By Tuesday midmorning the Indians felt confident enough in their distance from any pursuers to discharge a rifle, shooting and killing a buffalo calf. They sliced out the animal’s tongue, cut off a portion of its hump, and continued moving north to find a stream to gather water with which to boil the former. While they were butchering the beast, two of the Shawnee had made grunting noises toward the girls. Hanging Maw translated their words as “pretty squaws.” He’d then asked Jemima, described by a contemporary as “real handsome,” to remove the combs from her hair. The thirteen-year-old complied, and her long black tresses dangled about her knees as they trod on.

At close to ten o’clock Tuesday morning Boone’s troop again picked up the Indians’ trail on an old buffalo trace running parallel to the Warrior’s Path. This time they followed it, with Boone supposing that by now the raiders had let down their guard. He set a faster pace, and the group had made eight or nine miles when they came across the slaughtered buffalo, the blood still trickling from its severed hump. Boone guessed that the Indians would halt at the nearest water to cook their meal. About midday they reached the next stream, where the sign seemed to end. Boone, sensing that their quarry was near, used hand signals to divide his troop, half the men cautiously slipping downstream while he led the others up the far bank.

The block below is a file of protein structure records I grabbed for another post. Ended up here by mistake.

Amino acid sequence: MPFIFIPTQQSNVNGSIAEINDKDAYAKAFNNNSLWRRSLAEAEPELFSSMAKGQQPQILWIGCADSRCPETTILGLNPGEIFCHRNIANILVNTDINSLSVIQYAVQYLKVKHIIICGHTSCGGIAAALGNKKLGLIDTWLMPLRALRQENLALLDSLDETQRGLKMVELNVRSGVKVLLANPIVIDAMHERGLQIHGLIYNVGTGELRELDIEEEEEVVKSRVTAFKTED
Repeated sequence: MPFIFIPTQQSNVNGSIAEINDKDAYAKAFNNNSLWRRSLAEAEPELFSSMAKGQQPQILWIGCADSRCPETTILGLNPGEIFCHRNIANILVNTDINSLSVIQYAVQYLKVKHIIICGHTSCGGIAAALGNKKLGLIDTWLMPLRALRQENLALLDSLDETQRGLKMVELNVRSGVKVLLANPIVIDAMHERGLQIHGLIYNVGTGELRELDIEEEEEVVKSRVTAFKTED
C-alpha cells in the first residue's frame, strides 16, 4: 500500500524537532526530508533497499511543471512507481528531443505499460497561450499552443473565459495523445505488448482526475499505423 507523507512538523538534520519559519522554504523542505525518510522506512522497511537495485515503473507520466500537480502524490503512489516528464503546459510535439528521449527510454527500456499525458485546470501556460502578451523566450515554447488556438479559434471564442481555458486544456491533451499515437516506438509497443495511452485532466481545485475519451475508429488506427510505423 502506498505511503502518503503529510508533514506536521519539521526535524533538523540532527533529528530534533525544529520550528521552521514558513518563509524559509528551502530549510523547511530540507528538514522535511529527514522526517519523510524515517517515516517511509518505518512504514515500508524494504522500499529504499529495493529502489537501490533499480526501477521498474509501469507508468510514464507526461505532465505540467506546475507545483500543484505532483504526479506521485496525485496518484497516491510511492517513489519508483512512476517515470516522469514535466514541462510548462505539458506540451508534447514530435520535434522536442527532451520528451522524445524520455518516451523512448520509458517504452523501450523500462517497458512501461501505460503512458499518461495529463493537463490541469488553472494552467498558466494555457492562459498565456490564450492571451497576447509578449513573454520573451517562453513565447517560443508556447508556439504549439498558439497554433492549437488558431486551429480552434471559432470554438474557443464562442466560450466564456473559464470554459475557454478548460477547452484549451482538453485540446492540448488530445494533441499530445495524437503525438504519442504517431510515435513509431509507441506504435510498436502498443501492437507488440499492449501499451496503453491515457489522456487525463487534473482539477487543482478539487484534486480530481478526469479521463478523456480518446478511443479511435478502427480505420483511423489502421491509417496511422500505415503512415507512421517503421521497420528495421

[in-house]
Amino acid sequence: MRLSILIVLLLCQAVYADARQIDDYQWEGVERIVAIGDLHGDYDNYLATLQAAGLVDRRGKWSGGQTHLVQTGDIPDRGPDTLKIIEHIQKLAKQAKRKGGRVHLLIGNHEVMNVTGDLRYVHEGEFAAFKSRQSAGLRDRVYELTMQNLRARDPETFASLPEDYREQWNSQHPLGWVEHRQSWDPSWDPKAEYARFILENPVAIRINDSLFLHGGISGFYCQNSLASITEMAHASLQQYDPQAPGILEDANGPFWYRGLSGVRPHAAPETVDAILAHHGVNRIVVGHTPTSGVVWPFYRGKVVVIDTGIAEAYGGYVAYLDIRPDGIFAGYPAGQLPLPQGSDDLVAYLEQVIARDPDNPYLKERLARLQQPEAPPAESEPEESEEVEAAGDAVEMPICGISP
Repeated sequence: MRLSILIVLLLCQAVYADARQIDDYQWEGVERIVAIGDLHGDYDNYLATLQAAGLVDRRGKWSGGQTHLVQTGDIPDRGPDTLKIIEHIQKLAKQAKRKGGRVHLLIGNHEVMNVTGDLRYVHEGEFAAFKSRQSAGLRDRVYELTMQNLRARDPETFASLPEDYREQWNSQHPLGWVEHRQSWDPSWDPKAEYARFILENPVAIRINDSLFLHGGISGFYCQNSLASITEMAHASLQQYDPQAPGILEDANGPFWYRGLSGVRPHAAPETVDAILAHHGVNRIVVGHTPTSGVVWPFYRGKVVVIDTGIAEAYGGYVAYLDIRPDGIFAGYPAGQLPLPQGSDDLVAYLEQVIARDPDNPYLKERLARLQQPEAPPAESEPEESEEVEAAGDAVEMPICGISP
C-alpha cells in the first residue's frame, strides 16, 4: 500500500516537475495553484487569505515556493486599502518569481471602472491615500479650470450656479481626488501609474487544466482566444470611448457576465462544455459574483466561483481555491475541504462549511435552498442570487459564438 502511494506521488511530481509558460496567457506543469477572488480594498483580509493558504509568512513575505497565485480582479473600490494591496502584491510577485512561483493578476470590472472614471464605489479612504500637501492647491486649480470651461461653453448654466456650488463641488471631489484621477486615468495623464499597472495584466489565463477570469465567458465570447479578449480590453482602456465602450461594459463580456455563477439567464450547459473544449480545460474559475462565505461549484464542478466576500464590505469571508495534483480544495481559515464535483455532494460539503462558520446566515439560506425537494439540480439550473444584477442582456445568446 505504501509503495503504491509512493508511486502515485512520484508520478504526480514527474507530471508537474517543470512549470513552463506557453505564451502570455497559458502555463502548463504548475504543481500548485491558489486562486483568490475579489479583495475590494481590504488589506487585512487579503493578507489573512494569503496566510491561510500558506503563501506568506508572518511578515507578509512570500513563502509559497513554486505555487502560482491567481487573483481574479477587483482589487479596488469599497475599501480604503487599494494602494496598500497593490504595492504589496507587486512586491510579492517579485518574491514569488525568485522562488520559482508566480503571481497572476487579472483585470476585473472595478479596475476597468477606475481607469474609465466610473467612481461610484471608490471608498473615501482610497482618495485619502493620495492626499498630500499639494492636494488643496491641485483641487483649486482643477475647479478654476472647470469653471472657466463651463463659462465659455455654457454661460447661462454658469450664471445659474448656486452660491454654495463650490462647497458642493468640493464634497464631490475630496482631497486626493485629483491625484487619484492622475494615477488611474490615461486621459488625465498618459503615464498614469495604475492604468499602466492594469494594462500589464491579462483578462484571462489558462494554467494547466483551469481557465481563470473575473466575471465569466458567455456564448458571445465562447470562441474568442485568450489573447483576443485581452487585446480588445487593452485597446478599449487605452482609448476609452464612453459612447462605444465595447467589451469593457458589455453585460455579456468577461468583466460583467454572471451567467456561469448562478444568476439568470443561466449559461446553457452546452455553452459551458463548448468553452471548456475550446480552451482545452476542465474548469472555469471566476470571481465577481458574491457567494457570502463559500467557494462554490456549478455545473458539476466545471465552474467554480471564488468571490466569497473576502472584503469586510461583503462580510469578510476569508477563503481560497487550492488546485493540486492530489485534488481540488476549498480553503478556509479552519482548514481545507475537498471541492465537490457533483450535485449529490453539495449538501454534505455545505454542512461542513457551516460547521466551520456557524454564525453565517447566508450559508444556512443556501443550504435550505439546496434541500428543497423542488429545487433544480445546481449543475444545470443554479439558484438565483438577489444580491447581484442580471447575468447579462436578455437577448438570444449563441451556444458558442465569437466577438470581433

Daniel Boone hunting in Missouri [Engraving by Alonzo Chappel (circa 1861)].
This image is in the public domain via Wikicommons.

The pursuers were separated by no more than a few hundred yards when the northernmost point man was drawn to the smell of smoke and roasting buffalo. Peering down from a small knoll, he signaled to the others that the Indians were but some thirty yards below him. They had made camp in a secluded glen surrounded by a canebrake. One brave was lounging supine near the captives huddled together on a fallen tree, another was gathering wood. A third was kindling the cookfire, while a fourth squatted beside him lighting his pipe. All were barefoot, their wet moccasins ringing the fire to dry. There was no sign of the fifth kidnapper—Hanging Maw, as it turned out—who had returned to the stream with his kettle to scoop more water.

As the remaining seven rescuers belly-crawled toward the rise, Boone ostentatiously removed his finger from the trigger of his rifle as a silent warning that no one should shoot without his go-ahead. But before he and the others could reach the small ridge, the point man lifted his gun to his shoulder and fired. He missed.